Hardship and isolation are deeply ingrained themes in Outback Australia, but these conditions are also behind the undeniable kookiness of everyone you meet out there. In the Outback, things don’t get done for you, you suck it up and do it yourself. The Outback Way wasn’t some big government stimulus project sent up from Canberra; it was the result of the hard work of a few individuals, and it ties the Outback community together.
We’re generally used to roads being pretty old. Many major European roads date back to Roman times and the road system of the Incan Empire lays the foundation for many modern roads. Even some Australian routes have a history that runs deep into the past, as they find their origins in the songlines of the First Peoples.
So how old do you reckon the Outback Way is? Is it a dreaming route that extends back before our calendars and dates? Or a road commissioned by the Brits to turn the centre of Australia into rich and productive agricultural lands?
Nah, it was dreamed up in 1996.
How To Save A Town
In an interview with Helen Lewis, the General Manager of the Outback Way, the Chairman Patrick Hill speaks about the road’s history, and a little town on the brink:
“When we moved down to Laverton it had 25 people, then in 1969 there was a nickel boom and between 1972-74 there was a lot of development. In the mid 80s the town was up to around 2000 people.”
But in 1993 the mine shut down. For Patrick, whose family had lived in the area for generations and had seen Laverton flourish into a vibrant West Australian Outback town, this was bloody bad news.
Without any compensation from Western Mining, like some other towns, Laverton dwindled to around 200 people. Whole blocks became vacant, having been occupied by impermanent housing, and fly-in fly-out mining culture ensured that miners coming from as far as Singapore never set foot in the town.
“That’s where the idea for the Outback Way came from,” Patrick recalls. “We tried to focus on upgrading the road through to Uluru, but the Shire didn’t have the money to maintain that road up there, it was graded once a year. It was a 2-blade goat track, it really was.”
By 1996 they were down in Canberra, requesting the Australian Local Government Association to put a road through all the way to Brisbane. To their surprise, it passed, but given that an amendment to the motion included a bridge from Melbourne to Tasmania, confidence wasn’t too high!
So Why’s The Outback Way Where It Is?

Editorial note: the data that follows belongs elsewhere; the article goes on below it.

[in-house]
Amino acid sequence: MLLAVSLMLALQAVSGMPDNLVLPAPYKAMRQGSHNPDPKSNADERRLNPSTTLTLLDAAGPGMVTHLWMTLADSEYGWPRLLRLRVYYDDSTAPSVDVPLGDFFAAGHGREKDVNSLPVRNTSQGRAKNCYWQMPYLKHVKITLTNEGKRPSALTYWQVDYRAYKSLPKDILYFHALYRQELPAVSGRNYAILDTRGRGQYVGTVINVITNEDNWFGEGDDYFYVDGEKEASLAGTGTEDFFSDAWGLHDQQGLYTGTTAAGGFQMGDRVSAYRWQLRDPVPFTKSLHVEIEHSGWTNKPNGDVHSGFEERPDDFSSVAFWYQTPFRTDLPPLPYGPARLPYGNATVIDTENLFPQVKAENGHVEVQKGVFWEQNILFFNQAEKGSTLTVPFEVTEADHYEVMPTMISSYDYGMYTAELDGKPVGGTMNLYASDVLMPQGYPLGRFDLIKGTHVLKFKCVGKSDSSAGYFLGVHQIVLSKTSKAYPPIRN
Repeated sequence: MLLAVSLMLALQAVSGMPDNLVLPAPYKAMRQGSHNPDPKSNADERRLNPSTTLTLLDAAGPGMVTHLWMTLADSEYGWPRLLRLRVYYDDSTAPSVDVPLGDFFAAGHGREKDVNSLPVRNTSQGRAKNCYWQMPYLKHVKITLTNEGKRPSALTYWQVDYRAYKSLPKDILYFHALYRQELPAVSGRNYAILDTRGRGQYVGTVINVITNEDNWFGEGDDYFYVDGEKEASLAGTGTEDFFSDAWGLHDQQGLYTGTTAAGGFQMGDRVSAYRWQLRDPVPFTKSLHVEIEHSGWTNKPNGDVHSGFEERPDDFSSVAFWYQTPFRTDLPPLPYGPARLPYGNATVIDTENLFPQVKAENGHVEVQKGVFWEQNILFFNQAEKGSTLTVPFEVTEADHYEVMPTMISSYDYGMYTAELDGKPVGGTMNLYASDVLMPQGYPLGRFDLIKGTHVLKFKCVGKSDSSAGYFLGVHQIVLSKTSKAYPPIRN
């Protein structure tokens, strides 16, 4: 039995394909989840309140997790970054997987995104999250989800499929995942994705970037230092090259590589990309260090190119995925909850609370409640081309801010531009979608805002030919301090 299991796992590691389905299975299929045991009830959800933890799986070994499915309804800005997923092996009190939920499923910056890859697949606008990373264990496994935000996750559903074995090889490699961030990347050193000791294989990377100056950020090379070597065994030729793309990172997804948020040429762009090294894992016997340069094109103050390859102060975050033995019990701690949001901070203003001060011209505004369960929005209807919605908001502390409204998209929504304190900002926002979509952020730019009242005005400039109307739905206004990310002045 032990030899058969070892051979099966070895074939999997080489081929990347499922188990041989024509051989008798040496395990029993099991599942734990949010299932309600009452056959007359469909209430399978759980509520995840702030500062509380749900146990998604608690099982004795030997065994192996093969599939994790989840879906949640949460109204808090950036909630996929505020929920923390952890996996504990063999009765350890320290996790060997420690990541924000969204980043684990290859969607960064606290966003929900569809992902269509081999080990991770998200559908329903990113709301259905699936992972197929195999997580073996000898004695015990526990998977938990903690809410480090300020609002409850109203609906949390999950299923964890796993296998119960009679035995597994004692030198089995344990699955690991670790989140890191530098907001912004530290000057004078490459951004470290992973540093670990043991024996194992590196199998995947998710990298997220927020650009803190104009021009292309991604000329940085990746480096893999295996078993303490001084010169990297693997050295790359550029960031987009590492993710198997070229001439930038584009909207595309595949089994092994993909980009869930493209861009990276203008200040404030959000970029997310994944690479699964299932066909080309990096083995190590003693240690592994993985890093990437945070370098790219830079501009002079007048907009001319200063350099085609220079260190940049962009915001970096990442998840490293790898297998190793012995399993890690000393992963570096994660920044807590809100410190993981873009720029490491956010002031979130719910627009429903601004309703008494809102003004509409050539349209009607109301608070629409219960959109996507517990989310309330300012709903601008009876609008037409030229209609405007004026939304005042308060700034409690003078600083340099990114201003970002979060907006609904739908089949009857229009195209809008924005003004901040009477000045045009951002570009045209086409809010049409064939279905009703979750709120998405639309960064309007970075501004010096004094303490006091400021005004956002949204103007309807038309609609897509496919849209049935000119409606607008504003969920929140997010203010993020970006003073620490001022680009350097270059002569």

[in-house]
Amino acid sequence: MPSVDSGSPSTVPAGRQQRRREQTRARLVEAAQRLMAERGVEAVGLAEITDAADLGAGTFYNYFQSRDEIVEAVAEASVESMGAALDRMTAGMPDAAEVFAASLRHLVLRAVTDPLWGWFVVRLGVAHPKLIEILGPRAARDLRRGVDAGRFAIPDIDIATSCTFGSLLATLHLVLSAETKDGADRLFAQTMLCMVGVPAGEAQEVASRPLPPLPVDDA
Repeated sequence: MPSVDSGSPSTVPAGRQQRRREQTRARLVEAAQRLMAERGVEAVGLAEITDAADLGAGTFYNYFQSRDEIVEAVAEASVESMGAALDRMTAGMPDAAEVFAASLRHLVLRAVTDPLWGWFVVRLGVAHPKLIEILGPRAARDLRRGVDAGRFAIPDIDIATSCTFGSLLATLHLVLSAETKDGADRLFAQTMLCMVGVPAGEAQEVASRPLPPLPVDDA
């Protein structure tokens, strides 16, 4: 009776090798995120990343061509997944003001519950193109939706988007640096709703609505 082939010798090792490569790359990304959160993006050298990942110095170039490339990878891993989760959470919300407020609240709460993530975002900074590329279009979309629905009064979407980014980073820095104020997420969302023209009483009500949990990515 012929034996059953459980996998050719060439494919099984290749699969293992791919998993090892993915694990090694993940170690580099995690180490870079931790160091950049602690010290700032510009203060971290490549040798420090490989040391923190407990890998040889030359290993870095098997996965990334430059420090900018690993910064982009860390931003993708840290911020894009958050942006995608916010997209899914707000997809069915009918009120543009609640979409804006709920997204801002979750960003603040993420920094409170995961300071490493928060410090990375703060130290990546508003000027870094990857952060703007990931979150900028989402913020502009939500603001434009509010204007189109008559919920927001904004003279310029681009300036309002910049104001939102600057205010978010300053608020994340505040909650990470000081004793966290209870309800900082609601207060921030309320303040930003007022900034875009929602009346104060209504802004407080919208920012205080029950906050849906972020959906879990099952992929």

Other towns were also feeling the pinch, so Patrick wasn’t surprised when the Mayors of Boulia and Winton asked if they could bring the road up north to swing by them on the way to Brisbane. The plan to seal the entire 2800km from Laverton in WA to Winton in Queensland began to take shape. Building roads takes time and money though and at present, about half of the route is sealed.
In the late 90s though, nothing was happening, despite money in the Shire budget and the threat of a roadhouse being built 4km out of town. The proposed alternative route into Laverton was stuck as a rough dirt track.
So in a move that’s sure to tear at the core of environmental engineers everywhere, Patrick took things into his own hands:
“I thought, the only way we’re gonna do it (‘cause I had this earth moving business with a dozer and a grader) is ourselves. Between Christmas and New Year we put it through! We graded the road straight out of Laverton to connect up to the Great Central Road but left about 10m before the end… so council would have to join it up.”
You can almost hear Patrick giggle as he talks about denying having anything to do with it at the next council meeting, before saying: “Well the road’s in now, so we should probably put some money into it!”
Humans Of The Outback
Patrick’s just one of the characters you might meet on a road trip along the Outback Way.
In Middleton, Queensland, Lester Cain is the owner of the Middleton Hotel. The 141 year-old building is actually in the middle of nowhere–it’s the most remote pub in Queensland–and it’s the only building in town.
Another publican, who goes simply by the name of Ben, runs the North Gregory Hotel. The pub, located at the start (or end) of the Outback Way in Winton is wildly wacky and famous for its charity chicken races, daily playings of Waltzing Matilda and its hydroponics farm out the back.
No trip through the Outback would be complete without connecting with the Aboriginal culture that’s been there for thousands of years.
Experiencing Uluṟu-Kata Tjuṯa National Park is a must of course, but a particularly special connection can be found through Indigenous artists and their artwork. The Outback Way was created to bring tourism to remote parts of Australia, but it’s also helped locals to connect with each other and ultra-remote members of Indigenous communities to journey into town to sell their artworks.
The women pictured are members of the Warakurna Artist Collective, an Aboriginally owned group that supports the local community through sales from the Yurilya Gallery, located at the Warakurna Roadhouse.
There are many more opportunities to explore Indigenous artworks and culture by following the Outback Way Art and Artisan trail and timing your journey to catch the events and festivals.
From saving fledgling Outback towns from the boom and bust nature of mining to opening up and connecting remote communities, the Outback Way is fast becoming a major artery for Australia’s beating heart. But there’s another benefit we haven’t mentioned yet.
When Patrick Hill was up near Warburton, proposing the road and asking a group of 40 elders whether their Native Title claim could accommodate it, he overheard two older men up the back:
“What’s he saying?”
“That whitefella, he wants to fix the road to Laverton and make it straight, so us old people don’t fall off the ute when we head into town to go to the store!”